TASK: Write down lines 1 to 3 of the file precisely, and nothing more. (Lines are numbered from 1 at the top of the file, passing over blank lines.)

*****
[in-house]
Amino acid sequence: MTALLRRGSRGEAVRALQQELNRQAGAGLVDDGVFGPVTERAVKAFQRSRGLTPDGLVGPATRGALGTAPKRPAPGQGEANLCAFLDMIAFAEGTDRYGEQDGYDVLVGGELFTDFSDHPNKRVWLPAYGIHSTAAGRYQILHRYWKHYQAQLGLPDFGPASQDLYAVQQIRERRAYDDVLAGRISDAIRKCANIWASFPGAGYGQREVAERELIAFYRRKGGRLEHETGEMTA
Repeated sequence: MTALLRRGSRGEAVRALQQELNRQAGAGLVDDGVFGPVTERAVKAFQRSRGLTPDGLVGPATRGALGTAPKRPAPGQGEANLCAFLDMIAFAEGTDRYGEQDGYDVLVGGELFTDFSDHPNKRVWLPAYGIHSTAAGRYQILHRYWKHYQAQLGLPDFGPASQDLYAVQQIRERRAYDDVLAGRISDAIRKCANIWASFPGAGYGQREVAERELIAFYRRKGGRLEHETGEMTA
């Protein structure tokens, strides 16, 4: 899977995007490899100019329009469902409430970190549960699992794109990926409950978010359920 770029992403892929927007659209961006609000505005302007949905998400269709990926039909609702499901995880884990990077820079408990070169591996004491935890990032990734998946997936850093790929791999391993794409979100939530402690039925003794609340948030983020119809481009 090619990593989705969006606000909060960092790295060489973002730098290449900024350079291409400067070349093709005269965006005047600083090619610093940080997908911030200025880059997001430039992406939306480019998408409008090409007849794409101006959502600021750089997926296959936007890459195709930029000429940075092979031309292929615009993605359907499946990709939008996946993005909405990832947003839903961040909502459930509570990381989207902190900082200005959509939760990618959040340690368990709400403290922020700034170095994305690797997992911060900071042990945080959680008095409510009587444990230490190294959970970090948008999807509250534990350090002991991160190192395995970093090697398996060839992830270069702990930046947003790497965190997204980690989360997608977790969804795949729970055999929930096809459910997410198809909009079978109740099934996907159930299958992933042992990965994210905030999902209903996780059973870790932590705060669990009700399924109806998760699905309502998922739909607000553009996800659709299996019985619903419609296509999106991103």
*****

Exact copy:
[in-house]
Amino acid sequence: MTALLRRGSRGEAVRALQQELNRQAGAGLVDDGVFGPVTERAVKAFQRSRGLTPDGLVGPATRGALGTAPKRPAPGQGEANLCAFLDMIAFAEGTDRYGEQDGYDVLVGGELFTDFSDHPNKRVWLPAYGIHSTAAGRYQILHRYWKHYQAQLGLPDFGPASQDLYAVQQIRERRAYDDVLAGRISDAIRKCANIWASFPGAGYGQREVAERELIAFYRRKGGRLEHETGEMTA
Repeated sequence: MTALLRRGSRGEAVRALQQELNRQAGAGLVDDGVFGPVTERAVKAFQRSRGLTPDGLVGPATRGALGTAPKRPAPGQGEANLCAFLDMIAFAEGTDRYGEQDGYDVLVGGELFTDFSDHPNKRVWLPAYGIHSTAAGRYQILHRYWKHYQAQLGLPDFGPASQDLYAVQQIRERRAYDDVLAGRISDAIRKCANIWASFPGAGYGQREVAERELIAFYRRKGGRLEHETGEMTA